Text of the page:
When an individual faces a diagnosis of a terminal disease, it can be overwhelming for both the patient and their family and significant others. There’s the initial shock at first, and some might find themselves entering into the various stages of grief, such as denial and anger. Put simply, it’s the type of diagnosis that can upend the mental health and stability of patients and their loved ones for many years. 

Anyone in this situation will start to hear a lot about hospice and palliative care and will need to know the differences between the two. This guide explains what both care types are like, the types of care provided, how much they cost and who should consider each type of care.

As a general overview, both types of care provide symptom and pain management, along with resources for addressing the social, spiritual, and emotional needs of the diagnosed patient and family. This table is a quick reference for what each might cost, along with a few differences between them.  


Palliative Care




Care Provided

Help with daily living, medication management 

Help with daily living, memory therapies

Average Monthly Cost



Who Should Consider It

Those who need help with daily living

Those with memory impairment


When a patient with a terminal illness is given approximately 6 months to live, they become eligible for hospice care, which focuses on end-of-life comfort. Depending on the specific needs of the individual patient, such care could include pain management, as well as spiritual and psychological counseling. Curative treatment isn’t included in hospice care plans. Typical care plans include nursing visits to address physical symptoms the patient is experiencing, as well as help with bathing and grooming.

Hospice care services may include regular visits from a social worker to help the family coordinate resources. Counseling services are also provided to the family and loved ones of the diagnosed patient to help them navigate the difficult process and give their terminally ill loved one as much support as possible. Additionally, hospice services continue during and after the patient’s death, at which time they focus on bereavement counseling for the family, along with funeral and burial arrangements. 

Hospice care is often included in the services provided in some independent apartment communities, nursing homes and assisted living facilities. As of 2018, the Centers for Disease Control and Prevention reported that there are approximately 4,700 hospice providers in the United States. These facilities must meet all federal and state regulations, just as any other health care facility does.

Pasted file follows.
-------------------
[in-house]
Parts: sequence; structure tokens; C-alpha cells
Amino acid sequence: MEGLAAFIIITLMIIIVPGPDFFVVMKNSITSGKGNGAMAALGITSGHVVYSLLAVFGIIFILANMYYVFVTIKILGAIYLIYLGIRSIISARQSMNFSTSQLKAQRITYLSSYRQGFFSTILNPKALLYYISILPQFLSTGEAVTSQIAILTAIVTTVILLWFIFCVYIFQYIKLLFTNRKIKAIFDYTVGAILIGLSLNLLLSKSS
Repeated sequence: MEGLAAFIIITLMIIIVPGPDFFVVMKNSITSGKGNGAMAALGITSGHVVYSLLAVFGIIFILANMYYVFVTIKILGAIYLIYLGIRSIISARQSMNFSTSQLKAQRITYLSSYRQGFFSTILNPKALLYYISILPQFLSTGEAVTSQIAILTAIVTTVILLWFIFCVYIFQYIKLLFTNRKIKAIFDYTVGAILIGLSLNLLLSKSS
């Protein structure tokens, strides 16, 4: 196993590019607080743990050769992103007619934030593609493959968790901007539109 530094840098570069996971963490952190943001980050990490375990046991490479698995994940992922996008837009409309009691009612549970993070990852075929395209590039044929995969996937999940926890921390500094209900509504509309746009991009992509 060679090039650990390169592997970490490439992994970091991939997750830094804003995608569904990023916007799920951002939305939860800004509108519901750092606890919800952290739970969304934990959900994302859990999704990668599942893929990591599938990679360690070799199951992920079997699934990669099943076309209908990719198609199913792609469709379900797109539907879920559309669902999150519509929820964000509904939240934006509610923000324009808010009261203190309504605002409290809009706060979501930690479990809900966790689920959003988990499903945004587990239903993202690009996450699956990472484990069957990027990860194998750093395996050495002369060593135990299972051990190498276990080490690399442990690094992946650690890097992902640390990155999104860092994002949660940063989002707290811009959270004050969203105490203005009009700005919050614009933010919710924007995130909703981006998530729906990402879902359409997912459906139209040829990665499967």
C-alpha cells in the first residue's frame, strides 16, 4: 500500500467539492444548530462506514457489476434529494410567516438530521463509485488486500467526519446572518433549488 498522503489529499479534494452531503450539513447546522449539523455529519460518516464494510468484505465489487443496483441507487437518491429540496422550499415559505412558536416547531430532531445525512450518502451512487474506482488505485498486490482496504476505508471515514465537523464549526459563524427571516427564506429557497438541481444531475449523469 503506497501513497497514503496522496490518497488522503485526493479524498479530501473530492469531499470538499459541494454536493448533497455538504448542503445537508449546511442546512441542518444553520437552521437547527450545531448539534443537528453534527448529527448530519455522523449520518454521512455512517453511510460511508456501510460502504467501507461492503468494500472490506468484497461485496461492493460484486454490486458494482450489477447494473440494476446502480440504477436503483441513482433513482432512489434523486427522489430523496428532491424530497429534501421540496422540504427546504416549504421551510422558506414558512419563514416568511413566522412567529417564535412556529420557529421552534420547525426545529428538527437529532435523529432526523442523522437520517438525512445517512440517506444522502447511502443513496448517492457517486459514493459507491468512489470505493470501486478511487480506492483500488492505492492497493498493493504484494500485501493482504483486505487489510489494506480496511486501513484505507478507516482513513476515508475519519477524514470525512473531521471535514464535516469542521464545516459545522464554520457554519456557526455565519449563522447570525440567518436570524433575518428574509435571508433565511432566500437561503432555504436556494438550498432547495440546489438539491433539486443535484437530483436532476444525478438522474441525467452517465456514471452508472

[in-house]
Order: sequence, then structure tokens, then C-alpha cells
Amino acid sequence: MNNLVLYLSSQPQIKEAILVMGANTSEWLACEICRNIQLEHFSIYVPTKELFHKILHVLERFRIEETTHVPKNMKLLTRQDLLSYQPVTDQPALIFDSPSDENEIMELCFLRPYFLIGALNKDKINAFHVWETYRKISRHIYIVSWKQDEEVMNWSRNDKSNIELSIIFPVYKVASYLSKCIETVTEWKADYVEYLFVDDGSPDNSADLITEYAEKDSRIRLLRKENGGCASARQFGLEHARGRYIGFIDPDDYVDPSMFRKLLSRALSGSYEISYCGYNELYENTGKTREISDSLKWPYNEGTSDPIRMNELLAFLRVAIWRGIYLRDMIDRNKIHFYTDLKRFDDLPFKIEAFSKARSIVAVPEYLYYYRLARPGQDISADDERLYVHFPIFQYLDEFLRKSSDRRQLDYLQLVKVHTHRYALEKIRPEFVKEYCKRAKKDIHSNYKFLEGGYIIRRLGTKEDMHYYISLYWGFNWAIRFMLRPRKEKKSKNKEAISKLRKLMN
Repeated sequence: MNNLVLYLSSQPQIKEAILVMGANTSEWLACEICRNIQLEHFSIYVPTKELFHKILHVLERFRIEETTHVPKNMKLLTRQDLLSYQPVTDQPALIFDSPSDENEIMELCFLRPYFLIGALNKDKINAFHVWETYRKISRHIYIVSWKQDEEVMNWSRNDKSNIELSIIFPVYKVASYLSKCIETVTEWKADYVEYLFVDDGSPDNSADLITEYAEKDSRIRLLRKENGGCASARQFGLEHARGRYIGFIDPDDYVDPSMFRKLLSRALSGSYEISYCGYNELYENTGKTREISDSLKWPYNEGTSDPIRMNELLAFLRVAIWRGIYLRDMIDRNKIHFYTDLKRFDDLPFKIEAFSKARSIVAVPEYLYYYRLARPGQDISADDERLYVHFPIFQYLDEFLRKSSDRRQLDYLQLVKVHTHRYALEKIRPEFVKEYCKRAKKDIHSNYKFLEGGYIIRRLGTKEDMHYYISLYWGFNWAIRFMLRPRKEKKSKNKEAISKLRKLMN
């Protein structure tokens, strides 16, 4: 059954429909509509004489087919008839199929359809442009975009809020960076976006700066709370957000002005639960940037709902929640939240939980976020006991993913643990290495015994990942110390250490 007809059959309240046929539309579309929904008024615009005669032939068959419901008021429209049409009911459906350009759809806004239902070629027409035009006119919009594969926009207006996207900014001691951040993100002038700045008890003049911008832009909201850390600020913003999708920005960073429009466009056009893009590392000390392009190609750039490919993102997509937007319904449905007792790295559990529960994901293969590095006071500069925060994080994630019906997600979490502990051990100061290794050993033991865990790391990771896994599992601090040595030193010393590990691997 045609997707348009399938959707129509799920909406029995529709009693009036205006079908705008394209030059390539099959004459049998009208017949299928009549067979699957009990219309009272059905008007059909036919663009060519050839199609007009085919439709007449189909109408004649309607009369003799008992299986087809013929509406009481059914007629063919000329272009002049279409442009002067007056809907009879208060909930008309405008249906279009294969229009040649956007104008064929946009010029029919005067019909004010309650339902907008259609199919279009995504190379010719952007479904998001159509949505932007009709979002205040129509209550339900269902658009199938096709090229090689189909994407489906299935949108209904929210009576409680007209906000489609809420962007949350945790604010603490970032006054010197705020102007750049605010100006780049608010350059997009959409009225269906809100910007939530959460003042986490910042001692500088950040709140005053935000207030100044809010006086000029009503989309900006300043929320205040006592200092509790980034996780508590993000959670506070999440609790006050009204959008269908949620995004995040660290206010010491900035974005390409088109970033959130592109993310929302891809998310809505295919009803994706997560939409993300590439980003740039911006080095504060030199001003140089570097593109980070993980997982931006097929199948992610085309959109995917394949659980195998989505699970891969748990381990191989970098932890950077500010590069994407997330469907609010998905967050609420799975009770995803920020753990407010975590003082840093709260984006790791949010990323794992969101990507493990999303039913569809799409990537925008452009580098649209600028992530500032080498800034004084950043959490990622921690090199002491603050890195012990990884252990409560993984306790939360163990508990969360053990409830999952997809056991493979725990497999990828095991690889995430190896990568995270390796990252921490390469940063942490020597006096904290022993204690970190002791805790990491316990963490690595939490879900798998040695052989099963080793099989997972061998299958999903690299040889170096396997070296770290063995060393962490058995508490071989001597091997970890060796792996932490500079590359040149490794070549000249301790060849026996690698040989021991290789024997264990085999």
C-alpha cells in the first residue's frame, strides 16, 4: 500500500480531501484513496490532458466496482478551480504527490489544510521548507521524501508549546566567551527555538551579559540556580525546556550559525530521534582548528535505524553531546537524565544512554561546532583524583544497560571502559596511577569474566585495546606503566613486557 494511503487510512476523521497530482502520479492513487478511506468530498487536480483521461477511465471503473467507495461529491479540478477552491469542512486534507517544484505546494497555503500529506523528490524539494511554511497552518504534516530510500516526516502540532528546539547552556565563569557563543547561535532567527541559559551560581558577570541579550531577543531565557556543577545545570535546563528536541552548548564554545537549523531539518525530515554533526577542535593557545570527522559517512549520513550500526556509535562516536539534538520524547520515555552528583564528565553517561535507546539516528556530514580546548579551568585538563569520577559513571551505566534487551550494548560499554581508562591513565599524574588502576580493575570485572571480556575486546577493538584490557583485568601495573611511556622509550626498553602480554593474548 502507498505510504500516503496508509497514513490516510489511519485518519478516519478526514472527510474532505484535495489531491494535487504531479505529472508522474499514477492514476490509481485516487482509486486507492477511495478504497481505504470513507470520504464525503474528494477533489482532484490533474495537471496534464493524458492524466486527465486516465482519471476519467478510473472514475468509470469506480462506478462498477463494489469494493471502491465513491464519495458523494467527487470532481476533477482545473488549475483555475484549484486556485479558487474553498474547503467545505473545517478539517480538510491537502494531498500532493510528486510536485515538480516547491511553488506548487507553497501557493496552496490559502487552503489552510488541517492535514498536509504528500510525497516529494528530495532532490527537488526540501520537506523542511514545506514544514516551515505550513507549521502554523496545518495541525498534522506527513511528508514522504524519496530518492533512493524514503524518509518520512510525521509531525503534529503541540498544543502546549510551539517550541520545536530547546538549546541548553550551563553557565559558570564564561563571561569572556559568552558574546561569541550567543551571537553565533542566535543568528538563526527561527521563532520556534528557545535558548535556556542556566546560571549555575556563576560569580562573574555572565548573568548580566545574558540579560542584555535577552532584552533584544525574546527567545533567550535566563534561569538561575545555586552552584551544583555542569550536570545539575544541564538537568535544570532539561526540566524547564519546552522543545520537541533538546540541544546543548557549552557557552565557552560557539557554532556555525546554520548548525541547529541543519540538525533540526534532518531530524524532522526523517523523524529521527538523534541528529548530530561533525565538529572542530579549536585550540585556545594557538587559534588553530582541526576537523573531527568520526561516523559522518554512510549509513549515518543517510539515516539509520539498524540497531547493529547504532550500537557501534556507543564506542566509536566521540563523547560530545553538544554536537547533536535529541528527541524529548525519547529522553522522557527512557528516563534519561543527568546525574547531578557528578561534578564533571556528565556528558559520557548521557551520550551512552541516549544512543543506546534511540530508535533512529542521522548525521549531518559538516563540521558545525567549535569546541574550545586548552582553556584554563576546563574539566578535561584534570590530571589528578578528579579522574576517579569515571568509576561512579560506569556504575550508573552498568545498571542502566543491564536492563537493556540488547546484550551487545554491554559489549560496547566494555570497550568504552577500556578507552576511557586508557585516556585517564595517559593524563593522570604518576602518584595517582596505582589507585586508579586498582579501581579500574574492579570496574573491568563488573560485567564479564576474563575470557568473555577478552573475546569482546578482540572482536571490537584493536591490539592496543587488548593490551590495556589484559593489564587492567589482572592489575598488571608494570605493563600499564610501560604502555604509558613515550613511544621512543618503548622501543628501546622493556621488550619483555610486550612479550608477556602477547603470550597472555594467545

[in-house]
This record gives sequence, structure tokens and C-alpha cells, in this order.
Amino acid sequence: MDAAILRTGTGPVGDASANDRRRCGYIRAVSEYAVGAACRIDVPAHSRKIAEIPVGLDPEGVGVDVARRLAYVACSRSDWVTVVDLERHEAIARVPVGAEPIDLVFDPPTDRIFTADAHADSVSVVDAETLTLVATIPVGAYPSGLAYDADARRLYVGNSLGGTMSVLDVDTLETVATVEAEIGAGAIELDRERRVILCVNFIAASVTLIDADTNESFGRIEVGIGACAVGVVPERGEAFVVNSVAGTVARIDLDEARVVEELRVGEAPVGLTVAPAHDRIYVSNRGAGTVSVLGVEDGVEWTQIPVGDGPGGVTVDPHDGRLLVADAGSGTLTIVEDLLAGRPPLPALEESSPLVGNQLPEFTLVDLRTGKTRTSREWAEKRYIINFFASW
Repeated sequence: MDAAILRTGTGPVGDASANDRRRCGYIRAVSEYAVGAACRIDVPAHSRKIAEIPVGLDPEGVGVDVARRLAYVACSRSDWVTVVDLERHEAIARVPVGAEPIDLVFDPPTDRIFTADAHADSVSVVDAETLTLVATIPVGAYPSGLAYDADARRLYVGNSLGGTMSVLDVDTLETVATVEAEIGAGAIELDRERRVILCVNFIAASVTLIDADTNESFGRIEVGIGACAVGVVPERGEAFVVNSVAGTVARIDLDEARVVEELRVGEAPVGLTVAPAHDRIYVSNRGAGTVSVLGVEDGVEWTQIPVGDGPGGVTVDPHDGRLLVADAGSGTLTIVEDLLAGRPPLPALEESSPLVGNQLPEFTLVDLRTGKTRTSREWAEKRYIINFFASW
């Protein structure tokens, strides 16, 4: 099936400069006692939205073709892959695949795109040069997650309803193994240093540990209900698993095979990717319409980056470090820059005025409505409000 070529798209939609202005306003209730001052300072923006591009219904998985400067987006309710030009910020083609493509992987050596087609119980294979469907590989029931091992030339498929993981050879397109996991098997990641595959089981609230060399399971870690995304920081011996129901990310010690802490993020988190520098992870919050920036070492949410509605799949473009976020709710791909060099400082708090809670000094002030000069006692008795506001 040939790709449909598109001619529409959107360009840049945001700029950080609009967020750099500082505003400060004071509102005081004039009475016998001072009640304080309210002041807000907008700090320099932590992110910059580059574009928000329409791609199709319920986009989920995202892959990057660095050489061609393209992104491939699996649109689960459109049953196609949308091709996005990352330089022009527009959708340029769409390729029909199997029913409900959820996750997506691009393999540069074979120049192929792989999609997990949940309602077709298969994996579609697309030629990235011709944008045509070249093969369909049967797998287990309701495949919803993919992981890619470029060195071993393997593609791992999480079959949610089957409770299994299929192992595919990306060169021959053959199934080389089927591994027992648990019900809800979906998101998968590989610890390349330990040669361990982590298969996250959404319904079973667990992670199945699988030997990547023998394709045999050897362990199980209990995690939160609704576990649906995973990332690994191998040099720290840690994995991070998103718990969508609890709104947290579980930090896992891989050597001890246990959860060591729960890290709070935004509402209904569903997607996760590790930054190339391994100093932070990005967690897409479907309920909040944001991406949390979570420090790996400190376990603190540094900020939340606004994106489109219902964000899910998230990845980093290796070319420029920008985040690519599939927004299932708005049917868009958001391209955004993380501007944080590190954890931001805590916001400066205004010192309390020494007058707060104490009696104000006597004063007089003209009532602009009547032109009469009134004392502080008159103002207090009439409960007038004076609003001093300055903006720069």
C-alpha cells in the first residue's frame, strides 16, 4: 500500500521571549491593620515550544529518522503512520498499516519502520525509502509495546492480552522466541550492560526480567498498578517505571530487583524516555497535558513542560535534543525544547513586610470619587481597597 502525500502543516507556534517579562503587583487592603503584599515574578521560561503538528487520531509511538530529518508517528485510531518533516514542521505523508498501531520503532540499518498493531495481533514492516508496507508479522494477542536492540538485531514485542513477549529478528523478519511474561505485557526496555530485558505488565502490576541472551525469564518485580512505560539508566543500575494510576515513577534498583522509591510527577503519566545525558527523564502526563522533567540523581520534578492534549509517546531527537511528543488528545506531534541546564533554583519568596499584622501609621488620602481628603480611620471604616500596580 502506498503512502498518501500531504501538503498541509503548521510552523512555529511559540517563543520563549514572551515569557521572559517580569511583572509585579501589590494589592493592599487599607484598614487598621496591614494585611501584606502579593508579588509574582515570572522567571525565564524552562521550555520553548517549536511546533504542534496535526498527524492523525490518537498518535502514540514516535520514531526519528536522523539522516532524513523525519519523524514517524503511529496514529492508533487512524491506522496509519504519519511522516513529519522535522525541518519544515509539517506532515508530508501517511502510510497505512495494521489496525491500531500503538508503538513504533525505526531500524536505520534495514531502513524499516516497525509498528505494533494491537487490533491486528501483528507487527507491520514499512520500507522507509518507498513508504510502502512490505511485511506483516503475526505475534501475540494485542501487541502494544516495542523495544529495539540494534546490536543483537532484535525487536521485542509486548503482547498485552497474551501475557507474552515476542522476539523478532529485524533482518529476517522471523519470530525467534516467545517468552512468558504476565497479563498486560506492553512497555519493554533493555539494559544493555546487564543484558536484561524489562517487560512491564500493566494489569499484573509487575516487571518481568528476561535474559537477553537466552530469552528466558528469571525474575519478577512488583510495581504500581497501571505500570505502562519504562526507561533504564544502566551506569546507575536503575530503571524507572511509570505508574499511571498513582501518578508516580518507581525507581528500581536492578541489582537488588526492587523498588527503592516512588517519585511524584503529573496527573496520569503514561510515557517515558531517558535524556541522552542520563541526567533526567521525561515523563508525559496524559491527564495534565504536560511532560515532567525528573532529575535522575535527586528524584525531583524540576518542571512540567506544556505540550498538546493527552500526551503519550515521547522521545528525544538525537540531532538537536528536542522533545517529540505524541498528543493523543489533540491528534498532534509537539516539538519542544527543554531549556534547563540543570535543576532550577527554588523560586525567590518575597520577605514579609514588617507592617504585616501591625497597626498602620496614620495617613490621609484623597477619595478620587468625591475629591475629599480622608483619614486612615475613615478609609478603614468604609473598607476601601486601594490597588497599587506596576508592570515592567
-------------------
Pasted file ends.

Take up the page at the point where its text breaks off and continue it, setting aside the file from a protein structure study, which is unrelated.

Most private health insurance and Medicare, Medicaid and VA benefits cover the cost of hospice care.

Palliative Care

The point at which a patient is diagnosed with terminal and serious illnesses such as heart failure, cancer, dementia and Parkinson’s disease, among others, they are directed into palliative care. Hospice care, as discussed above, is a particular type of palliative care. 

Palliative care, as a whole, is focused on improving the patient’s quality of life and alleviating difficult symptoms after the diagnosis of a terminal illness. It also supports patients and their families by providing education and resources to guide them during this often challenging time. 

Some other terms for palliative care could include comfort care or end-of-life care. Whatever the term used, palliative care is a large component of health care, especially among aging patients. Additionally, it is part of many independent apartment communities, hospitals, nursing homes and assisted living communities but can also be offered at the patient’s home. Really, it’s up to the patient and their caregiver to determine which types of palliative care best fit their needs. 

Frequently Asked Questions

When does hospice care begin? 

A health care provider will refer the patient to hospice care when they’re diagnosed with a terminal illness. Following this referral, a hospice program representative will reach out to the patient and family within a few days to schedule a visit. If hospice care is needed immediately, this process might be quicker. 

How can I make sure the best hospice care is being provided?

Not only are hospice providers required to follow federal regulatory standards, but they must also use satisfaction surveys to ensure they’re meeting the needs of the individuals and families they serve. The National Hospice and Palliative Care Organization defines the quality standards for hospice care programs within the United States. 

Do nurses stay overnight in palliative and hospice care? 

A common hospice care schedule is three times a week for one-hour sessions. Although hospice care is available 24 hours a day, 7 days a week, hospice care nurses don’t stay overnight unless the patient’s needs require it.